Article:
Whereas Stranger Things was made in the 2010s and is set in the 1980s, Stand By Me was made in the 1980s and is set in the 1950s. The two share the same focus on invoking nostalgia in their audience. They each romanticize their historical settings, viewing the past through rose-tinted glasses.
5 Altered States
The Duffer brothers’ visual pointers for any scene in Stranger Things involving the dark experiments carried out on Eleven in Hawkins’ government lab facility came from the movie Altered States. It’s a sci-fi horror classic about a research scientist’s attempts to study the mental states of humankind through the use of hallucinogenic drugs.
Naturally, the experiments go too far and the scientist loses his humanity. Altered States marked the film debuts of both William Hurt and a young Drew Barrymore. The film’s foreboding score was composed by John Corigliano, who ended up nabbing an Academy Award nomination for his work.
4 The Shining
Stephen King was unhappy with Stanley Kubrick’s adaptation of his novel The Shining. And to be fair to King, the film does radically depart from the tone and plot of the source material. But what Kubrick did was take the bones of the book and re-craft its most primal elements into something new entirely.
Kubrick took the story of a writer slowly going insane as he takes on a winter caretaking job at a Colorado hotel and turned it into possibly the greatest horror movie of all time. The unnerving visuals, breathtaking performances, and poetic use of film language in The Shining make it a classic.
3 Close Encounters of the Third Kind
In response to the political paranoia surrounding the Watergate scandal throughout the ‘70s, Steven Spielberg made a movie about the U.S. government covering up an alien landing. A few people encounter a U.F.O. and find themselves wrapped in a dark conspiracy.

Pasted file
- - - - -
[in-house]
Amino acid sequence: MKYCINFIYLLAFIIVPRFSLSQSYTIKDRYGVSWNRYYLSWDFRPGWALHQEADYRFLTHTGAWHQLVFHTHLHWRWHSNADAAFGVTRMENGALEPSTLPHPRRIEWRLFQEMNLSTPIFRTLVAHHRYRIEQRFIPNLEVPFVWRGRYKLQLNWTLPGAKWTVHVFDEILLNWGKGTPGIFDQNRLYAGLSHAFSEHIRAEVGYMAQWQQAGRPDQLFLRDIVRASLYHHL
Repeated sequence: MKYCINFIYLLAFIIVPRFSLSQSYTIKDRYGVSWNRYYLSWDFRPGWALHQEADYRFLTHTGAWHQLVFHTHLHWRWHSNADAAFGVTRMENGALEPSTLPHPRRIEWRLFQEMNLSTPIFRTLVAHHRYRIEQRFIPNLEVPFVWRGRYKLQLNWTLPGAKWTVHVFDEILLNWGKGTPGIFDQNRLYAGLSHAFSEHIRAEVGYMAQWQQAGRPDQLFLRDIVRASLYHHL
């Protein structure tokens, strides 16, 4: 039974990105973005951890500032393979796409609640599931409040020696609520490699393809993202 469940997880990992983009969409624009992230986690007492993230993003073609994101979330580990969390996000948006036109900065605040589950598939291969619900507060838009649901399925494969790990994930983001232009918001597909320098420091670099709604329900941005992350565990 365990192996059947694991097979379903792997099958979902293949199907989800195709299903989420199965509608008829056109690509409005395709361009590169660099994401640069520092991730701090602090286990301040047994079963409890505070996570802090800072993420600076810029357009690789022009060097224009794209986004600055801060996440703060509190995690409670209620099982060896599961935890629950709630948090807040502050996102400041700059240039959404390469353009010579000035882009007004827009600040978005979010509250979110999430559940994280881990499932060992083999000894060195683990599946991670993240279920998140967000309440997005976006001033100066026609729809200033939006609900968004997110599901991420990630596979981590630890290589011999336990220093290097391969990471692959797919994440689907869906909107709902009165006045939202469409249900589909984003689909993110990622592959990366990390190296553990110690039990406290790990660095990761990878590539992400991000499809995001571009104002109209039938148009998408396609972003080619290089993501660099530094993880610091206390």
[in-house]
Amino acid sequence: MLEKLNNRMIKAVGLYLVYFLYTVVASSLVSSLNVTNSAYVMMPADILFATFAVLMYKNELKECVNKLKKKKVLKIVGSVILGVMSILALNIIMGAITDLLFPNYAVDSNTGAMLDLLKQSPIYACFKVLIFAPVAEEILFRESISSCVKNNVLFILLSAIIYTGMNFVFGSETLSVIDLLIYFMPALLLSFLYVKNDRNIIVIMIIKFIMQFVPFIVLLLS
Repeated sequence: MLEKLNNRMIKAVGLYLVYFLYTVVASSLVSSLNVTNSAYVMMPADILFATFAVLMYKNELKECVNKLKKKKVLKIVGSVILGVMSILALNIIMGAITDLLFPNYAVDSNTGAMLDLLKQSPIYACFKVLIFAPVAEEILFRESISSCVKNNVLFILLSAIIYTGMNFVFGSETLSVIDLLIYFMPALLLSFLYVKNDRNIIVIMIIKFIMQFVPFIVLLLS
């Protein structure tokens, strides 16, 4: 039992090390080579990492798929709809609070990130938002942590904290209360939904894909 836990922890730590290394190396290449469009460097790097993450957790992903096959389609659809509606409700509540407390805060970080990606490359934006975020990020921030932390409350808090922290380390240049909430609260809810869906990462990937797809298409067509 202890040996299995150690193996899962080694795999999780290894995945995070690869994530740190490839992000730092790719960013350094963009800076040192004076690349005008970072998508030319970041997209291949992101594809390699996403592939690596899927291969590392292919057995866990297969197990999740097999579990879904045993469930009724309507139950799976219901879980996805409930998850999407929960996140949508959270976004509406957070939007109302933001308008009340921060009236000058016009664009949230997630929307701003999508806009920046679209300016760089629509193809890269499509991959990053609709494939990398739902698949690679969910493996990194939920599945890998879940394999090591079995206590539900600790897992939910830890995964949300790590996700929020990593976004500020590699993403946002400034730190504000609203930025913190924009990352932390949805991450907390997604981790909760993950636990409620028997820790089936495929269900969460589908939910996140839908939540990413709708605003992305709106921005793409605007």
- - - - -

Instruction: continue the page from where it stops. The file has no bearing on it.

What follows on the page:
Close Encounters of the Third Kind remains the definitive movie about making contact with alien life. Spielberg imbues the film with a sense of wonder that Stranger Things has spent three seasons recreating. He met with real scientists to figure out the most accurate way to depict extraterrestrials arriving on Earth and attempting to communicate with the human race.
The Duffer brothers have not kept James Cameron’s influence on Stranger Things a secret. Cameron’s sequel to Alien, Aliens, has some very similar sequences to Stranger Things season 2, when a horde of Demodogs swarms the lab.
When he signed on to continue the story that began in Alien, Cameron realized that the only way to raise the tension from one monster terrorizing a bunch of characters was to have dozens of monsters terrorizing the characters. The second season of Stranger Things followed the same principle. Season 1 had one monster, so season 2 gave us a crowd of monsters.
1 The Goonies
In Richard Donner’s The Goonies, a bunch of bored kids find what they believe is a map to some pirate treasure, and set out to find it. It’s a simple enough setup, with a cast of lovable characters and plenty of unexpected twists and turns. The Goonies pretty clearly formed the basis for the premise of Stranger Things.
The group of D&D-playing nerds in Stranger Things isn’t too dissimilar to the group of truffle-shuffling geeks in The Goonies. And tales of plucky children taking on gun-toting adult villains they’re not equipped to fight were a prominent staple of ‘80s cinema.